Kathal’s commentary isn’t limited to the text. Yashowardhan, along with cinematographer Harshvir Oberai, editor Prerna Saigal, the production design team, and the art direction team, uses the geography of the state to talk about classism and further flesh out the characters. The excessive lavishness in Pateria’s mansion shows the kind of money so-called public servants have and why they prioritize their extravagance over everything else. The high walls and the security show how he fears the people who have apparently voted for him. By the looks of it, Mahima lives in a police quarter, where everything is homogenous enough to “fit in.” The image of B.R. Ambedkar is the only thing that is synonymous with her personality, as she is pushing back against casteism and misogyny on a daily basis. The trip to where the gardener lives tells everything that needs to be said about how casteism pushes those who are deemed lower caste to the outskirts of a town, city, or village. The living conditions (and a lock on the door is the only security system) underscore the economic divide between the state and the country. Anuj’s decrepit ancestral home indicates how his in-laws are barely making ends meet. But, as mentioned before, amidst all this bleakness, Yashowardhan finds humor and even empathy in the characters’ insecurities, their stupidity, and the awkward ways in which they traverse through this world. A major shoutout should also go out to the music composition and sound design departments, as they hugely contribute to the immersiveness of the film.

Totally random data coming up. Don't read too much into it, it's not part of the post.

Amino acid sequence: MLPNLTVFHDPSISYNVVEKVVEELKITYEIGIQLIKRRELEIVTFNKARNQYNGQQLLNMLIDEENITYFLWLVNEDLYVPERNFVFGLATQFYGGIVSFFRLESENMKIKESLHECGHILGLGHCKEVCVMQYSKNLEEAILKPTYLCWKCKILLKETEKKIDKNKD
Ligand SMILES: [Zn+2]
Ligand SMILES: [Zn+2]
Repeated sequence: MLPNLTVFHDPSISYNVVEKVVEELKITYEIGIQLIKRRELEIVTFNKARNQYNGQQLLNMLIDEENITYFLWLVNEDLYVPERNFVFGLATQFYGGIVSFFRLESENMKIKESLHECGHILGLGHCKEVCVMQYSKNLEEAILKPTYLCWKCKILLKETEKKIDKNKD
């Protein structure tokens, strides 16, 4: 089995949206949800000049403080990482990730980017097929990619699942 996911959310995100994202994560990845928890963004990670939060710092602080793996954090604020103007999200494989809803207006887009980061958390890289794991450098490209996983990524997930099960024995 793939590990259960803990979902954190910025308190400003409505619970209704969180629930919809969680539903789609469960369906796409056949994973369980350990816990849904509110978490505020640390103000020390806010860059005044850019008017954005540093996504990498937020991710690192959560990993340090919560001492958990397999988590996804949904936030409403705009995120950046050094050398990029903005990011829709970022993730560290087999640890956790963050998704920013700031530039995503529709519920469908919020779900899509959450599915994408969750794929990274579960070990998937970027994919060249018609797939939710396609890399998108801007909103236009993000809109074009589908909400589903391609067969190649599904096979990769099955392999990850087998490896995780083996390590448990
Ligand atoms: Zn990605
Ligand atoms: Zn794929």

When it comes to the people inhabiting these characters, it’s a massive win for the cast and the casting department because every single actor is so good. Sanya Malhotra delivers such a measured performance. She never swings wildly for the fences in any scene. But if you look closely, you can notice the nuances, i.e. the confidence, the confusion, the frustration, the compassion, the love, and the rebellious attitude that Mahima carries with her. Anantvijay Joshi is incredibly adorable, and he perfectly conveys the fact that, despite Saurabh’s best intentions, he’s a work-in-progress. Joshi’s chemistry with Malhotra is very organic and, hence, palpable. Neha Saraf, Govind Pandey, and Shashi Ranjan could’ve become the comic relief. However, the little details about their characters’ helplessness and desperation, which are beautifully integrated into the performances, are what make them memorable. The same can be said about Rajpal Yadav’s Anuj, who has delivered his best work since Bhool Bhulaiyaa. I think it’s his best work ever because he isn’t compensating with the pitch he’s synonymous with, and he’s layering it with the analysis of sensationalized journalism. Everyone in the Pateria household is extremely amusing. The constant expression of disdain on the faces of Vijay Raaz, Dhirendra Tiwari, Namrata Dhamija, and Megha Shukla really cracked me up. Brijendra Kala, Raghubir Yadav, and Ranjan Raj’s cameos are awesome. Technically, anyone who appears for even a few seconds—like Sanjay Dadich, Apratim Mishra, Ambrish Saxena, or Apoorva Chaturvedi—just knocks it out of the park. So, at the cost of sounding repetitive, the cast and the casting director deserve a huge round of applause.